through 1989 (see below). Some images examined in this project are: the
good shepherd, the holy fool, the drunken teacher, the love triangle,
descent into the underworld, ghosts, and disappearing angels.
The first book in this project, The New Polytheism, was controversial and received attention. Time magazine featured it in the “Religion” section of its March 18, 1974, edition. It was also the subject of articles in Common Boundary (November/December 1992) and The Salt Journal (November/December 1999). The French edition of this work was reviewed in Le Monde (June 5, 1979) and was featured in a major essay in Le Figaro Magazine, contrasting the book’s polytheistic perspective with the monotheistic perspective of the well-known French thinker, Bernard Henri-Lévy (“Monothéisme-Polythéisme: Le Grand Debat, April 28, 1979). The Matin de Paris also reviewed the work (February 27, 1979). The Italian edition of the work was reviewed in the journal Serio and in German in the Neue Züricher Zeitung (January 4, 1979). And the Japanese translation of the book produced a major interview between Dr. Miller and the famous Zen philosopher, Keiji Nishitanti, which was published in the Kyoto Journal (Fall 1988). Dr. Miller was also interviewed by Michel Cazenave on Radio France (1979) in a two-hour special on pluralistic perspectives.
Dr. Miller was named the first University Scholar-Teacher of the
by Syracuse University in 1980-81. He also received the Outstanding
Award from the Alumni Society of University College of Syracuse
in 1979-80, the Graduate School Alumni of the Year Award from Drew
in 1990, and the Syracuse University Chancellor's Citation for
Academic Achievement in 1994. In 2002, Dr. Miller was elected to
Affiliate Member of the Inter-Regional Society of Jungian
Analysts. In 2004 he was made an honorary member of the
of Analytical Psychology. And in 2011 he was elected to be a
honorary member of The International Sociey for Psychology as the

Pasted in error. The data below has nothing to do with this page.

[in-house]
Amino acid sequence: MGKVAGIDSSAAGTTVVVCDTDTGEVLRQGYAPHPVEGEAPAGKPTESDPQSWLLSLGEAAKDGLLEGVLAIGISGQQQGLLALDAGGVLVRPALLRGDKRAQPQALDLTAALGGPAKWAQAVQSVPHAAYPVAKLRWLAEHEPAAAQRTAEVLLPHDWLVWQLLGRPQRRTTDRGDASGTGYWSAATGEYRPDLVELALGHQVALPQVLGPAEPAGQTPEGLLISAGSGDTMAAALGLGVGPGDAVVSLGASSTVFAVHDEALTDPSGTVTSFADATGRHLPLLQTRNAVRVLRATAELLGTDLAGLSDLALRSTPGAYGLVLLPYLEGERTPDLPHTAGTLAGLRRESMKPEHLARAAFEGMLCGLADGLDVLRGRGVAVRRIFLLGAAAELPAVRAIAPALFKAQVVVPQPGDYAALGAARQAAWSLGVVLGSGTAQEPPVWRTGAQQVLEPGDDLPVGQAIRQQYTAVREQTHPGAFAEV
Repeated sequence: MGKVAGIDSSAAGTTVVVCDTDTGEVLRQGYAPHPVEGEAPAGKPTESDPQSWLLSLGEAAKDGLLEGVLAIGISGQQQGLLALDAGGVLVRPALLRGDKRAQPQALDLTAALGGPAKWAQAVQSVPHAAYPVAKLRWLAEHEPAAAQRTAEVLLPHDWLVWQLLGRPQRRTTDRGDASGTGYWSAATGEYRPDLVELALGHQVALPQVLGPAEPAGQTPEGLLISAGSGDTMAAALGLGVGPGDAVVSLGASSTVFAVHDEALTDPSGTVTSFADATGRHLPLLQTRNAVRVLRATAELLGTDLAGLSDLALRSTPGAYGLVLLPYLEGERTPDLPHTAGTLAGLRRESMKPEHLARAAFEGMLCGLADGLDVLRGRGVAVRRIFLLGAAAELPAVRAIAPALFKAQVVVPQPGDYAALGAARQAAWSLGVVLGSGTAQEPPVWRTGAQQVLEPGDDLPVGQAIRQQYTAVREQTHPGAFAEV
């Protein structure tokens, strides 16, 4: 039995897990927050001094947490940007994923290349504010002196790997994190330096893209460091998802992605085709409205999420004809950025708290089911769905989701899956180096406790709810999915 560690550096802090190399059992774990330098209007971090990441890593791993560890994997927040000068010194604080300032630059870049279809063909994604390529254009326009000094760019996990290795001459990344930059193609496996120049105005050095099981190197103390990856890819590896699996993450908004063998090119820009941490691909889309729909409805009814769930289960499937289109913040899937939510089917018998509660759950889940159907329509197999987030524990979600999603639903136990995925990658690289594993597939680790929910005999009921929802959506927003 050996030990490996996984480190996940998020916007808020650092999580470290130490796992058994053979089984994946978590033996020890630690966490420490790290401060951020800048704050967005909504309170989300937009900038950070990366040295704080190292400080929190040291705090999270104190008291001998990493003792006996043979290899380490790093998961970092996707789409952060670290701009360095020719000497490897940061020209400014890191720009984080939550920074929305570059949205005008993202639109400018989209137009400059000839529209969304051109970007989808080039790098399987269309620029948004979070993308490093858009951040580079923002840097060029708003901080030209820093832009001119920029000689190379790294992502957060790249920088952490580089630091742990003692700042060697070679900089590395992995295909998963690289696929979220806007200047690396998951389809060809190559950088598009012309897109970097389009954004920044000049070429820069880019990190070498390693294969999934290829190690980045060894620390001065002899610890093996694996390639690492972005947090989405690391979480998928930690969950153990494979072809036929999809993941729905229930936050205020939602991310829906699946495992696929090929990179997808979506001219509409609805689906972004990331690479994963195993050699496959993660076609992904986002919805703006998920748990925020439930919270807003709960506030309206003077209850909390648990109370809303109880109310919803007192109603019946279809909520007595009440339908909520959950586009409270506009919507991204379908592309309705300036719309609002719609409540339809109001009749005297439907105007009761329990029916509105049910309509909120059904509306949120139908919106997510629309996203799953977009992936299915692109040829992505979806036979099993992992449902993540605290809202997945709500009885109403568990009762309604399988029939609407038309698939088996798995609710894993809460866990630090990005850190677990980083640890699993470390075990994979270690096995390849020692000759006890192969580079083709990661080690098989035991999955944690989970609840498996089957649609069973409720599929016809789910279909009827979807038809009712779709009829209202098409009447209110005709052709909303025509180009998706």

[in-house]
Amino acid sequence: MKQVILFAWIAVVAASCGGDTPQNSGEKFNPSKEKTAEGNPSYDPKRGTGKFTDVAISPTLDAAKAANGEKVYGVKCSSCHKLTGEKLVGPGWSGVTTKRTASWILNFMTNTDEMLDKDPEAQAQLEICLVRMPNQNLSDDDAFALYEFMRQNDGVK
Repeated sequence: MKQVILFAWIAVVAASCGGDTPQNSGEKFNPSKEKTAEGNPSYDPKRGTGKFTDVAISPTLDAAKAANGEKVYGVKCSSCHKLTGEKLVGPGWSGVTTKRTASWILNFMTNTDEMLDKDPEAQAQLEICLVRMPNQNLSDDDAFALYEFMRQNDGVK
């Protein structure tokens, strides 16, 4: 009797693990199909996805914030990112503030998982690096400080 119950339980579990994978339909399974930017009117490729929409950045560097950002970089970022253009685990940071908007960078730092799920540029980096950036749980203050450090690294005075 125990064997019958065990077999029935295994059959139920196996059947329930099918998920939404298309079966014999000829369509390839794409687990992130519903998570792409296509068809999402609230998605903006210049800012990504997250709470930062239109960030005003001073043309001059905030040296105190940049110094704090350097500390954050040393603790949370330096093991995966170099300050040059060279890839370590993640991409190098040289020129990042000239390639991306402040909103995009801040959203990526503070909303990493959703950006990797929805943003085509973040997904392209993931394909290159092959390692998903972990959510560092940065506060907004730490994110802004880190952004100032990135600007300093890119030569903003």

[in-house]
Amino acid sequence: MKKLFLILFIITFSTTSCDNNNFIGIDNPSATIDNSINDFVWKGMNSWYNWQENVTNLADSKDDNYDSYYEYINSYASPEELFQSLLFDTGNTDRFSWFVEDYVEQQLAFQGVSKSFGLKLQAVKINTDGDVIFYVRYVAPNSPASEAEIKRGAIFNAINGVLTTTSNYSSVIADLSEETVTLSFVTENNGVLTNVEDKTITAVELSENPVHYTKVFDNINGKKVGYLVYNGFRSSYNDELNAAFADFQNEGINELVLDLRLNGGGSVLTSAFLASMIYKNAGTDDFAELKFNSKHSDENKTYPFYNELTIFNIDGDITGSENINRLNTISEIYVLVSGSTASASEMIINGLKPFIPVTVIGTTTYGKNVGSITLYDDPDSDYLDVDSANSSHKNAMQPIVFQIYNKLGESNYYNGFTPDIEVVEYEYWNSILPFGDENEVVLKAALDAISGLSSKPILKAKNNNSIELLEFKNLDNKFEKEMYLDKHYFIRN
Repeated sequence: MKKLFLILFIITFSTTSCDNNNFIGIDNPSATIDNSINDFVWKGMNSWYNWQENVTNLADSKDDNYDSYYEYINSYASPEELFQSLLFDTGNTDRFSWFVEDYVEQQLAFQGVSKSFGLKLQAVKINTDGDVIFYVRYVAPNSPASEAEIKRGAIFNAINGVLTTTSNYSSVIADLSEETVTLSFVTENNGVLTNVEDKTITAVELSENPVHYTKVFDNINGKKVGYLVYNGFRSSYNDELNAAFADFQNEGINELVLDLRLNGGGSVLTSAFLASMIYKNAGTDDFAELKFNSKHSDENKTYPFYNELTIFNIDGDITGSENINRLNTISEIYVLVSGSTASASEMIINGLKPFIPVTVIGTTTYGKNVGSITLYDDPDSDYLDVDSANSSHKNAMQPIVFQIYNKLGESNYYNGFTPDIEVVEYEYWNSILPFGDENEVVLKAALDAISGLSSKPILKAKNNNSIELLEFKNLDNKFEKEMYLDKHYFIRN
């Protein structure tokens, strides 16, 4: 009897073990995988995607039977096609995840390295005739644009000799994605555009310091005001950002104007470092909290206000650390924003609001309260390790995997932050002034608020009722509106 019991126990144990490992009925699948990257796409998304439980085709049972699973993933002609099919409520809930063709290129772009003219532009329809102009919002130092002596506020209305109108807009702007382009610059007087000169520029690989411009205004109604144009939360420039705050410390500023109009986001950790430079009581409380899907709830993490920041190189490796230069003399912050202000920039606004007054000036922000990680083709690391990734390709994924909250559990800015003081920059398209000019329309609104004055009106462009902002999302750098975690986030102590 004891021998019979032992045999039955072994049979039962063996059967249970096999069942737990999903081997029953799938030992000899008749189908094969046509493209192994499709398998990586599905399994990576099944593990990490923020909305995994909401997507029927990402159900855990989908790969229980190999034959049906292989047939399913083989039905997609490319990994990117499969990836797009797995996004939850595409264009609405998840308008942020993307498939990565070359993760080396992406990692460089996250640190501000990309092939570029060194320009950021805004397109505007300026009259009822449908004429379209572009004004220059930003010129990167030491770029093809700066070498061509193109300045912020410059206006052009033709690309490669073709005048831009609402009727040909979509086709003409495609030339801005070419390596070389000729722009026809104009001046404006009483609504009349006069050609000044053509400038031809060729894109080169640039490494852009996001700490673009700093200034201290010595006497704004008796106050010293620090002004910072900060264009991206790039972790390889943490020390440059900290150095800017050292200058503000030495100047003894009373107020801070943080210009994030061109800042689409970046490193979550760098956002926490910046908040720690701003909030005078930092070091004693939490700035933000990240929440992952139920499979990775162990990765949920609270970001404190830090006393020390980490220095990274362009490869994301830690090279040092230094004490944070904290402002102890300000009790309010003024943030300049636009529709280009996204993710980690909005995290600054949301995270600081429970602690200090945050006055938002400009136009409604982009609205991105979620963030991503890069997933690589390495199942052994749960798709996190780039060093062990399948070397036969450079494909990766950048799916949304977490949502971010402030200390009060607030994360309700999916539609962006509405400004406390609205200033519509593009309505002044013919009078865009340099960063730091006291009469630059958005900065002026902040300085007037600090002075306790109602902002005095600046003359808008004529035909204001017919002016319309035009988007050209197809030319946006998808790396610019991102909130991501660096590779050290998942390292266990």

Discipline of Interiority (http://www.ispdi.org).
Dr. Miller is a member of the American Academy of Religion and Phi Beta Kappa. He has served as president of the Society for the Arts, Religion and Contemporary Culture (1992-93), and he has been on the editorial boards of Sphinx (London), The Journal of the American Academy of Religion (Atlanta), L'Esprit jungien (Paris), and Mythosphere (Tuscaloosa). He currently serves on the editorial board of Spring Journal (New Orleans). Dr. Miller has also been the Chairperson of the Publications' Committee of the American Academy of Religion (1991-93), Chairperson of the Advisory Group on the Study of Myth in Higher Education for the Joseph Campbell Foundation (1992-1994), and a member of the Boards of Directors of Scholars Press (1991-1993), the American Academy of Religion (1991-1993), and the Joseph Campbell Foundation (2004- ).
Dr. Miller is the author of more than one hundred articles and book
chapters (see bibliographhy)
. The books include: Gods and Games: Towards a Theology of Play
(1970, 1973); The New Polytheism: Rebirth of the Gods and Goddesses
(1974, 1981, also in French, Italian, and Japanese editions); Christs:
Theology (1981, 2005); Three
of God (1986, 2005); and Hells and Holy Ghosts (1989,
Dr. Miller is also the editor of two additional books: Interpretation:
Meaning (1967) and Jung and the Interpretation of
the Bible (1995).